The sordid intrigues and high stakes politicking that characterised events which played out in Lagos State outdoor advertising sector, in the build-up to Nigeria’s 2015 General Elections, have been laid out in George Noah’s new book, 2015 Elections: The Politics of Outdoor Advertising in Lagos State.
Comprising 22 chapters, the book is authored by Noah, who served as immediate past Managing Director of Lagos State Signage and Advertisement Agency (LASAA), and piloted the agency through the volatile elections of that year. He was in the eye of the storm, with federal authorities and opposition groups in Lagos engaging LASAA in a battle of attrition famously dubbed ‘The Lagos Poster War’.
Covering a broad array of subjects and themes, which expound the issues that transpired, Noah sifts through the labyrinth of complexities, distilling facts from fiction. In so doing, he sets the record straight and offers a refreshingly unique and insightful perspective of the narratives of the time through his upfront yet inventive style of writing.
George Noah gives an overview of the outdoor advertising sector in Lagos State. He further sheds light on LASAA’s guidelines geared towards ensuring decorous outdoor campaign during the period; the fault lines that exposed initial cracks in enforcing the guidelines; and complicity by law enforcement agents in the spate of impunity that marred outdoor political campaigns.
The author dwells on measures that may be taken to guard against a partisan stance by law enforcement agents in future elections; the role played by groups such as the Transformation Ambassadors of Nigeria (TAN) and the Goodluck Lagos Grassroots Project (GLGP) in escalating the crisis. He also addresses issues related to the PDP gubernatorial candidate, Jimi Agbaje’s open letter to LASAA.
The roughshod approach adopted by the then PDP-led Federal Government, which culminated in the termination of all forms of outdoor advertising along major federal government roads in Lagos State, is perspicaciously chronicled in the book. Noah also beams the spotlight on protests that occasioned the Federal Government’s actions.
It was a period of great intimidation, and the threats made against the author and how he addressed them, are elucidated in the book. The author gives an analysis of the cost of the outdoor campaigns in Lagos State, including billboards, wall drapes, bus shelters, street lampoles, hat boxes, branded buses and cars, branded T-shirts, posters, banners, experiential activities, and stick-in-the-ground.
The book also sheds light on the tit-for-tat battles that inevitably occasioned some unpleasant incidents in the course of the outdoor campaign and equally focuses on media coverage, with narratives from print and online publications and outlets that reported on the standoff.
Noah gives details of LASAA’s determination to restore sanity following conclusion of the elections, with the implementation of an Augean task – to rid Lagos of the visual blight caused by the unrestrained use of posters and other political campaign materials.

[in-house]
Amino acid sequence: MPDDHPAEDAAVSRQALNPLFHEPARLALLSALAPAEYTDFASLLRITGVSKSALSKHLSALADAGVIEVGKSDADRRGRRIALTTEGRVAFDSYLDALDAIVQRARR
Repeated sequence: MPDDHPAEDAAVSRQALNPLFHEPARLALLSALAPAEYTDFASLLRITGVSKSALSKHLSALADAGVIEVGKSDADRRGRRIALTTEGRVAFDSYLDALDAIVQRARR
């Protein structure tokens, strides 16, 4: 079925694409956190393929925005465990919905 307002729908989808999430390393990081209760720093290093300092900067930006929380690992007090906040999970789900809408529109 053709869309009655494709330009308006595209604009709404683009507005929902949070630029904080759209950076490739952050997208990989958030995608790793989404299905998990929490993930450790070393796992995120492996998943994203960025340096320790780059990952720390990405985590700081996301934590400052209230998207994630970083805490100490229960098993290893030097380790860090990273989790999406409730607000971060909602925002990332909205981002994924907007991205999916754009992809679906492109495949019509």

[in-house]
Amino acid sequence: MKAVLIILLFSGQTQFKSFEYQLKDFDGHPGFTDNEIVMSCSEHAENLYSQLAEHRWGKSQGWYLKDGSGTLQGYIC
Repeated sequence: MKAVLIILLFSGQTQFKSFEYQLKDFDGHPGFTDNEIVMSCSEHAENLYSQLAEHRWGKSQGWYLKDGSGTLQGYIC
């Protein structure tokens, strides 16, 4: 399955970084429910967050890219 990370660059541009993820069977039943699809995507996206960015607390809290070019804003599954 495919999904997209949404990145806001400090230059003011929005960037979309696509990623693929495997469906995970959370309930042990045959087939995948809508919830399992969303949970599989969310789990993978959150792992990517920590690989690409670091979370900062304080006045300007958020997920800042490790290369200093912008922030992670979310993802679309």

The recycling initiatives undertaken by LASAA to dispose off over a million campaign posters deployed, with the support of the Lagos State Waste Management Authority (LAWMA) and stimulus packages introduced thereafter – in a bid to rekindle investment in the outdoor sector – also form topics of discourse.
The popularity of A-Frames during the campaign period and airborne mediums that were overlooked, also form the backdrop of discourse. It wasn’t all doom and gloom. The 2015 political campaign period was also a time for thinking big in the outdoor industry, with innovative and ambitious structures that broke the mould, some of which had never been displayed before in Nigeria. This is also worth remembering and is summarised in the chapters.
There is of course a need for reflection and forward thinking, now, even as the electioneering wounds inflicted on the out-of-home advertising industry are yet to heal. It is in view of this that the concluding chapter underscores the need for proactive steps to be taken to foreclose a reoccurrence.
The book more so looks into the challenges faced by outdoor regulatory agencies during the period of electioneering, as well as the potential personal risks faced by personnel of these agencies. It ultimately seeks to prevent a repeat of the controversial events that engulfed the outdoor industry in the course of campaigning for the 2015 general elections in Lagos State, while highlighting the positive and defining narratives that unfolded.
A technocrat, and political activist, Noah was a founding member of Radio Kudirat and has over 35 years experience in virtually all aspects of the media. A pioneer member of Made In Nigeria (MAIN) Festival Group, Noah is also Publisher of Island News and Chief Executive Officer who midwifed TV Continental (TVC) and Radio Continental in Lagos.
George Kayode Noah previously worked for Insight Communications Limited in Nigeria, the Greater London Council (GLC) and British Telecom International (BTI) in the UK and Media Empowerment for Africa (MEFA) in Norway. Whilst domiciled in London, he was appointed Chairman of the London Borough of Southwark Co-operative Development Agency (SCDA) in 1992. In June 2014, whilst at LASAA, Noah was awarded the honorary title of Lagos State Man Of The Year.
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